H-1B, H-1B1 & E-3 Visas for "Specialty Occupation Workers"
H-1B specialty occupation worker visas are the most commonly used temporary work visas available to foreign professionals in the U.S. A U.S. employer can file an H-1B petition with USCIS on behalf of a foreign national provided that the job requires at least a bachelor’s degree in a particular field of study related to the occupation. Eligible fields of endeavor include, but are not limited to:
- computer science,
- physical sciences,
- social sciences,
- medicine and health,
- law, and
- other professional positions.
H-1B1 and E-3
The H-1B1 and E-3 categories are similar but specifically limited to nationals of Chile or Singapore and Australia, respectively.
Education / Experience Requirements
The foreign national worker must either have an accredited U.S. bachelor’s degree, foreign equivalent degree, or a combination of education and experience equivalent to a degree, in a field related to the offered job. Three years of progressive experience in the specialty occupation is typically deemed equivalent to one year of university studies, in this context.
How we help: Our immigration attorneys have extensive experience in working with credentials evaluators and experts to document degree qualifications, particularly for individuals who do not have a degree but can reach equivalency to a degree through a combination of education and experience, or through experience alone.
H-1B, H-1B1 & E-3 Visa Duration
H-1B status may be granted for an initial period of up to three years; however, extensions can be obtained for up to a total of six years and sometimes more. H-1B1 status is valid for one year with indefinite renewals. E-3 status may be granted for an initial period of up to two years and may be extended indefinitely in two year increments.
Wage and Working Condition Requirements
In these categories, employers must offer the foreign national worker the same salary and benefits packages normally offered to U.S. workers in similar positions. Employers are obligated to pay at least the prevailing rate of pay for the offered position in the geographic area of employment and must keep records to establish they are paying the required wage and are otherwise complying with the terms and conditions of the visa program. These wage and working condition requirements are regulated by the U.S. Department of Labor (DOL) though the Labor Certification Application (LCA) process.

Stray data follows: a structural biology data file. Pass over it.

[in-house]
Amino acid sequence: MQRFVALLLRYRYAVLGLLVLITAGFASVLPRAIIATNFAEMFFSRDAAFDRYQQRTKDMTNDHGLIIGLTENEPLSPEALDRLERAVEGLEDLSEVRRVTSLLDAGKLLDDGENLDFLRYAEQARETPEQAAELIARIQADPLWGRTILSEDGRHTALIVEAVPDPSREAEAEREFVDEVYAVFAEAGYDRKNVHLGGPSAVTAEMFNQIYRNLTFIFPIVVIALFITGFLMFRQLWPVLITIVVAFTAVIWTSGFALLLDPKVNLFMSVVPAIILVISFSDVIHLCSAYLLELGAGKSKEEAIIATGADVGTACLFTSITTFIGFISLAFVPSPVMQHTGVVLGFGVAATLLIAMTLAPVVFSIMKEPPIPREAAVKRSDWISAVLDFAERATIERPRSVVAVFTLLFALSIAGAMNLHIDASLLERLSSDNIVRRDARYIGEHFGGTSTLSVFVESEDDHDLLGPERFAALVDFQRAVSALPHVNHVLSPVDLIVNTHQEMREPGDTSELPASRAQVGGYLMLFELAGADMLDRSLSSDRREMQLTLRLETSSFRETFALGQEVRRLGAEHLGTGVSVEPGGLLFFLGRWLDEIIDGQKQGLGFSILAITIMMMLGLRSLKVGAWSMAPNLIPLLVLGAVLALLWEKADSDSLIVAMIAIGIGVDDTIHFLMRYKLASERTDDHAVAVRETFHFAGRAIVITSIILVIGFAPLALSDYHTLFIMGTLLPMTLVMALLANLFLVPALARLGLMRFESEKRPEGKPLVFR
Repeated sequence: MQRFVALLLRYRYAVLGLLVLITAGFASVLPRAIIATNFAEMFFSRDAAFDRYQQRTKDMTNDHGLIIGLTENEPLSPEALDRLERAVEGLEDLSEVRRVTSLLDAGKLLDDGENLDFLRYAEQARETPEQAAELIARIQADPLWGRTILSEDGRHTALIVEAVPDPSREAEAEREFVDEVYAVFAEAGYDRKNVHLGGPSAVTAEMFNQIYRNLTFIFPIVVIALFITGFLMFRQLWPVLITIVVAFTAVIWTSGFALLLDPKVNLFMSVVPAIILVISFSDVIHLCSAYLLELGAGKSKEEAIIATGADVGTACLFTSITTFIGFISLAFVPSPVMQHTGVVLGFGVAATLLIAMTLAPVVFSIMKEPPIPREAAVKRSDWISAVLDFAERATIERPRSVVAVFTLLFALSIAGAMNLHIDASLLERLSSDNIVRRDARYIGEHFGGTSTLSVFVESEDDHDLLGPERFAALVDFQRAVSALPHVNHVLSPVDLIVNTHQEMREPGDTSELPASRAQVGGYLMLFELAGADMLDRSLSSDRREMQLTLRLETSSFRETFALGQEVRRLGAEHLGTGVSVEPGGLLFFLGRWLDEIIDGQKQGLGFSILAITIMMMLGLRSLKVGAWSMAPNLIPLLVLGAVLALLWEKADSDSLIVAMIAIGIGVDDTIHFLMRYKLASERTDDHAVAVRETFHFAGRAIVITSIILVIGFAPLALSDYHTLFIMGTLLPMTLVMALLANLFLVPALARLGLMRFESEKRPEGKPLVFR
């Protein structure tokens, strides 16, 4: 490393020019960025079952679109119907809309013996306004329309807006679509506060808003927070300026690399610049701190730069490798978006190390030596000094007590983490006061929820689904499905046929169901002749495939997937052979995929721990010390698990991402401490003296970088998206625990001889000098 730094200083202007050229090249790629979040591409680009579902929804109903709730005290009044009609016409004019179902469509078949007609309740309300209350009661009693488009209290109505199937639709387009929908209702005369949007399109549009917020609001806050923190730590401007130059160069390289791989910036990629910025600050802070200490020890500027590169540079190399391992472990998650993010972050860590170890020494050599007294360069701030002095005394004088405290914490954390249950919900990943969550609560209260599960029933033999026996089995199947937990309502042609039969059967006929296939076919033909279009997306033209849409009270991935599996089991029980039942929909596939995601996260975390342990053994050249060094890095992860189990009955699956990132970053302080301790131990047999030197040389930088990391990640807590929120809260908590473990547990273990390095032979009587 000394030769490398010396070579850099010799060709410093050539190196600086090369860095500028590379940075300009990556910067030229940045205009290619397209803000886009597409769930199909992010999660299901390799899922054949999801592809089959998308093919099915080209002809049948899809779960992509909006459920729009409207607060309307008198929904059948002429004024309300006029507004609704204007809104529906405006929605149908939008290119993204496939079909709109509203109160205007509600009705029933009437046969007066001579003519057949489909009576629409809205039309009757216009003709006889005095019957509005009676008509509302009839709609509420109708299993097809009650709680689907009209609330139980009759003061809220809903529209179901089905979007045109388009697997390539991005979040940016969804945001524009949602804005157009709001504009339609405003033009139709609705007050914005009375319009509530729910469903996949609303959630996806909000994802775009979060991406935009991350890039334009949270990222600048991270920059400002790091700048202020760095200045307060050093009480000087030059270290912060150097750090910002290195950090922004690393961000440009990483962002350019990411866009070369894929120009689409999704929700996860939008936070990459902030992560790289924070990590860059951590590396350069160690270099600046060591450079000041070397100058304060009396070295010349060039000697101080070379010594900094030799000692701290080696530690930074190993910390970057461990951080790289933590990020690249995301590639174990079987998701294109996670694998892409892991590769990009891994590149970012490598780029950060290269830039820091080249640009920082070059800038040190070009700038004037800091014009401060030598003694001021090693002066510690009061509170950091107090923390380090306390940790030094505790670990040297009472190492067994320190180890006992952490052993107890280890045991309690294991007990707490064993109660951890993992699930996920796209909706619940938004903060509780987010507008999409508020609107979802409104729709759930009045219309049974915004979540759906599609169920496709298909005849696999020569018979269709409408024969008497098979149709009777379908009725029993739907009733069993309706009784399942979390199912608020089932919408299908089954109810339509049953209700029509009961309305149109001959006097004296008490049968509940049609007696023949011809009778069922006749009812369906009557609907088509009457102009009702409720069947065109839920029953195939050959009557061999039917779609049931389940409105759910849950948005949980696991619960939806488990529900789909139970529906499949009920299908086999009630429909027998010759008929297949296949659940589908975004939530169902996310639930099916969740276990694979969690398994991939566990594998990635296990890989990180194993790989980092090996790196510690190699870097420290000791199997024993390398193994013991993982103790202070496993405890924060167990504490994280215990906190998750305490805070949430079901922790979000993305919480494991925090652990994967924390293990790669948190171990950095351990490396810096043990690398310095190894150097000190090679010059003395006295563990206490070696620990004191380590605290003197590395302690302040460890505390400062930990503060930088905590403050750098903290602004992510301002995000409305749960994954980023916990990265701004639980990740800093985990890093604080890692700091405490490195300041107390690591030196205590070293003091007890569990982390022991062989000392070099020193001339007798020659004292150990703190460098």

How we help: Our firm is skilled at navigating this complex process, ensuring that all H-1B/H-1B1/E-3 clients are compliant not only with USCIS regulations but also with DOL regulations; we also provide LCA and Public Access File auditing and compliance services to our corporate clients.
Visa Quotas and the H-1B Visa Cap
Important Fact: The quota limit for regular H-1B visas is 65,000 per fiscal year, beginning in October — this is known as the H-1B Cap. However, 20,000 additional visas are reserved for foreign workers with a U.S. master’s degree or higher, known as the H-1B Master’s Cap. In recent years, visa petitions filed by employers have significantly exceeded the quota and are entered into a “lottery” system whereby the petition may or may not be selected for review by USCIS. As such, advance planning is required for employers wishing to seek H-1B status on behalf of a foreign worker. The earliest filing date is April 1 for an October 1 employment start date.
Our firm generally commences preparing H-1B “cap” filings in December of each year, for start dates in the following fiscal year (on or after October 1).
H-1B1 and E-3 visas have separate annual quotas which are not typically reached. In addition, certain employers, such as higher education institutions and related or affiliated organizations, as well as nonprofit and governmental research organizations are exempt from the H-1B cap.
To speak with an immigration attorney about H-1B, H-1B1 & E-3 visas for "specialty occupation workers" contact Grossman Young & Hammond.